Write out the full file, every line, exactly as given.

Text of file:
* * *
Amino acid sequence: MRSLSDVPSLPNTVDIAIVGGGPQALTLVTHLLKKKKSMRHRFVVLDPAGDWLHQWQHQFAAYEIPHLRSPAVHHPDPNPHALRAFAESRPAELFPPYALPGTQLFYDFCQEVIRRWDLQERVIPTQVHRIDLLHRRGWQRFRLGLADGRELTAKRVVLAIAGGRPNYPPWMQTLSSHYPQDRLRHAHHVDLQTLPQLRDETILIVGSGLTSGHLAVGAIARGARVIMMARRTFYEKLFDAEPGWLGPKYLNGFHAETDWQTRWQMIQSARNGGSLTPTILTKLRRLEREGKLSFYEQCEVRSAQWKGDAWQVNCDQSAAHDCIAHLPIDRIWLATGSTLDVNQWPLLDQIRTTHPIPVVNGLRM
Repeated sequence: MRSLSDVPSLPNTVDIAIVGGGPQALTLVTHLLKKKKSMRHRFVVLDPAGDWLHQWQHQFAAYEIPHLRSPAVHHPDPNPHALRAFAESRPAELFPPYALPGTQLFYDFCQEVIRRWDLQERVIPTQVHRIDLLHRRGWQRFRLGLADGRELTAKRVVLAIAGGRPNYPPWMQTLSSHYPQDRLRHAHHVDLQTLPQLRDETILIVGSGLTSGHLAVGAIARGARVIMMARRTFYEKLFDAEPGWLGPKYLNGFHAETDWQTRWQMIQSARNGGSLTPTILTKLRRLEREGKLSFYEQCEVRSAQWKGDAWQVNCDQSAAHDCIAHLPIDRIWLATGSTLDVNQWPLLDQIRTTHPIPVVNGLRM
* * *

Amino acid sequence: MRSLSDVPSLPNTVDIAIVGGGPQALTLVTHLLKKKKSMRHRFVVLDPAGDWLHQWQHQFAAYEIPHLRSPAVHHPDPNPHALRAFAESRPAELFPPYALPGTQLFYDFCQEVIRRWDLQERVIPTQVHRIDLLHRRGWQRFRLGLADGRELTAKRVVLAIAGGRPNYPPWMQTLSSHYPQDRLRHAHHVDLQTLPQLRDETILIVGSGLTSGHLAVGAIARGARVIMMARRTFYEKLFDAEPGWLGPKYLNGFHAETDWQTRWQMIQSARNGGSLTPTILTKLRRLEREGKLSFYEQCEVRSAQWKGDAWQVNCDQSAAHDCIAHLPIDRIWLATGSTLDVNQWPLLDQIRTTHPIPVVNGLRM
Repeated sequence: MRSLSDVPSLPNTVDIAIVGGGPQALTLVTHLLKKKKSMRHRFVVLDPAGDWLHQWQHQFAAYEIPHLRSPAVHHPDPNPHALRAFAESRPAELFPPYALPGTQLFYDFCQEVIRRWDLQERVIPTQVHRIDLLHRRGWQRFRLGLADGRELTAKRVVLAIAGGRPNYPPWMQTLSSHYPQDRLRHAHHVDLQTLPQLRDETILIVGSGLTSGHLAVGAIARGARVIMMARRTFYEKLFDAEPGWLGPKYLNGFHAETDWQTRWQMIQSARNGGSLTPTILTKLRRLEREGKLSFYEQCEVRSAQWKGDAWQVNCDQSAAHDCIAHLPIDRIWLATGSTLDVNQWPLLDQIRTTHPIPVVNGLRM